In the early Middle Ages in large parts of the Low Countries, which consisted of modern Flanders, the Netherlands, and parts of Germany, the production of commercial beer was taxed through the sale of a product thought necessary to ferment a proper beer, called gruit. The sale of this grain-and-specific-herb-product made a number of families very rich, until a new method of brewing appeared on the horizon.
Not only was this beer, made with hops, able to travel and thus be traded – it did not fall under the gruit taxation! This new hopped beer from the Hansen city-states in not-quite-yet Germany, like the rotbier made in the city of Hamburg, scared the pants off the gruit masters, and import of this beer, and of hops, was quickly banned.
Of course, the Holland citizens – as the Netherlands did not quite yet exist either – recognizing a good thing, were not that easily persuaded. By 1321, the sale and production of hopped beer was officially permitted – and taxed (initially often under the umbrella of gruit). By 1327, Haarlem started the production of hopped beer, as did Dordrecht in 1322 and Delft in 1326, quickly out-competing the traditional gruit ale in the provinces of North and South Holland(4). For some reason the southern parts of the Low Countries persisted in making gruit ale over hopped beer for another 100 years or so – which could probably spawn a quick joke or two about those people from below the rivers, but let’s keep on track.
The brewing kettles, flanked by bar and stained glass windows…
Back to Jopen Koyt Gruitbier – a beautiful beer brewed in a beautiful church and touted as a real historic beer. Which it is, although more correctly: it is two historic beer styles rolled into one. This commercially successful beer illustrates the importance of knowing your history. As we’ve seen, koyt and gruit beer did both exist in the medieval Netherlands, and both at the same time, but not in the same regions. By the early 15th century, in the region of northern Holland, gruit ale had already disappeared – outcompeted by the very successful imports of Hamburg beer that were quickly locally produced, and exported, under the name of… wait for it… koyt.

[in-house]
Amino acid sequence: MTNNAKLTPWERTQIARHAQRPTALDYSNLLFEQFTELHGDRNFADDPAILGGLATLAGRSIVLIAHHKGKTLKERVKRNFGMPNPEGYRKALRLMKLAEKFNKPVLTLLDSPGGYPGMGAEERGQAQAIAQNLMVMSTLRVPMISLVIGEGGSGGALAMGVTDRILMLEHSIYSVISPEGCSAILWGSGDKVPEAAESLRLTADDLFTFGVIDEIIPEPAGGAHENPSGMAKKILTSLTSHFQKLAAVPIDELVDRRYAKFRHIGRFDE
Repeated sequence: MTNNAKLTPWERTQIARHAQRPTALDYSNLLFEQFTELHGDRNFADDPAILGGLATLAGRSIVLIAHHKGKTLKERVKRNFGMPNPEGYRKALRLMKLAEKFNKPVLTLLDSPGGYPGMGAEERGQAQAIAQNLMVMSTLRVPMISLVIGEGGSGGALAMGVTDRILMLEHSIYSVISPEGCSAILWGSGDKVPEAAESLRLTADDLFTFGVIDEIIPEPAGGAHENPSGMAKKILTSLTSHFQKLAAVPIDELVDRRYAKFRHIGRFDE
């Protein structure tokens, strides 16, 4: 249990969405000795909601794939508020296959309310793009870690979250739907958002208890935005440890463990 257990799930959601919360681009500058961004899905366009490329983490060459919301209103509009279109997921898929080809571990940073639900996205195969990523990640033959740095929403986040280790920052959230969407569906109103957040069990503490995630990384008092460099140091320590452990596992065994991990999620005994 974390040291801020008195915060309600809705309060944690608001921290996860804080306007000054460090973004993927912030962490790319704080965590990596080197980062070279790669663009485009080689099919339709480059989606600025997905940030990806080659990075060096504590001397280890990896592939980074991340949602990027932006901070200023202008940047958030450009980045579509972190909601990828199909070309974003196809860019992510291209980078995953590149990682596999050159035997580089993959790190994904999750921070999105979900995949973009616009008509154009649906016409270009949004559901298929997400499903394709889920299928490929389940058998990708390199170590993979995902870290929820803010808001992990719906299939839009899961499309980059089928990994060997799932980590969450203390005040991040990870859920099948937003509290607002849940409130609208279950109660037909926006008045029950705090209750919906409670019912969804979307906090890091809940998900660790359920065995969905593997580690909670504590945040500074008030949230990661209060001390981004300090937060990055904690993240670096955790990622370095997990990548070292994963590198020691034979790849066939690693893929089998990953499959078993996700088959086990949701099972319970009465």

Basically, Jopen Brewery attempted to make a historic gruit, and based it on the beer that had killed it.(5) That’s irony.
On the other hand, a brewery that’s named for a well-known historic beer type but states on its website that its name is inspired by a beer barrel size which historians are not familiar with, might need a sprinkle or two of extra salt when reading their folklore – oops, I meant history.
Although, I nearly reached my breaking point with the following description: “Jopen Koyt is brewed with gruit, a medieval blend of herbs in which sweet gale, picked according to ritual, was essential. Legend has it that, to avoid its hallucinogenic properties, sweet gale could only be picked at full moon by nude witches.” What the …?! I would love to see that reference, and with illustrations.
The moral of this story? Do not believe everything you read on the Internet. Just because someone is proficient in something does not mean they are proficient in everything. Remember, legend sells as Jopen’s gruitbier slogan shows: deliciously risky.
And the biggest irony is that Jopen Brewery could have had three fantastic historic recipes. The Jopen brewer might not be a historian, but he does know how to brew: that gruit ale sure tasted like more!
Elska á Fjárfelli (Susan Verberg). Medieval Herbal Ale: Gruit Demystified. 2018 https://www.academia.edu/37346911/Medieval_Herbal_Ale_Gruit_Demystified
Document scans by the City Archive of Haarlem, the Netherlands.
Photography by Susan Verberg, 2018
(1) Brunel, etc. Groot algemeen historisch, geographisch, genealogisch, en oordeelkundig woordenboek, behelzende zo het voornaamste, dat vervat is in de woorden-boeken van Morery, Bayle, Buddeus, enz…
Netherlands: De Companie Bookverkopers, 1725
(2) Jacobs. Korte chronycke van vele gedenckweerdige geschiedenissen: soo in de principaele steden van het hertoghdom van Brabant als in de stadt en provincie van Mechelen, Volume 1. Loven, the Netherlands: Joannes Jacobs, 1747.
(3) Cornelis J. de Lange van Wijngaerden. Geschiedenis en Beschrijving der stad van der Goude: meest uit oorspronkelijke stukken bij een verzameld, Volume 2. Van Cleef, 1817.
(4) Most of this paragraph is paraphrased from Verberg, Susan. The Rise and Fall of Gruit, 2018. https://www.academia.edu/35704222/The_Rise_and_Fall_of_Gruit. As nearly all the citations are from foreign language sources, I chose to refer to the paper, not the individual sources.
(5) Of course, it’s a bit more nuanced than that, but not by much. In 1374, the grain bill of commercial hopped beer made in Hamburg was updated and part of the oats was exchanged with barley. This Hamburg beer became a very successful export product. Both German products were emulated by Dutch cities: rotbier under the name of hoppenbier and Hamburg beer under the name of koyt, making koyt the daughter of the beer that out-competed gruit ale. Private communication with Freek Ruis, 9/11/2018.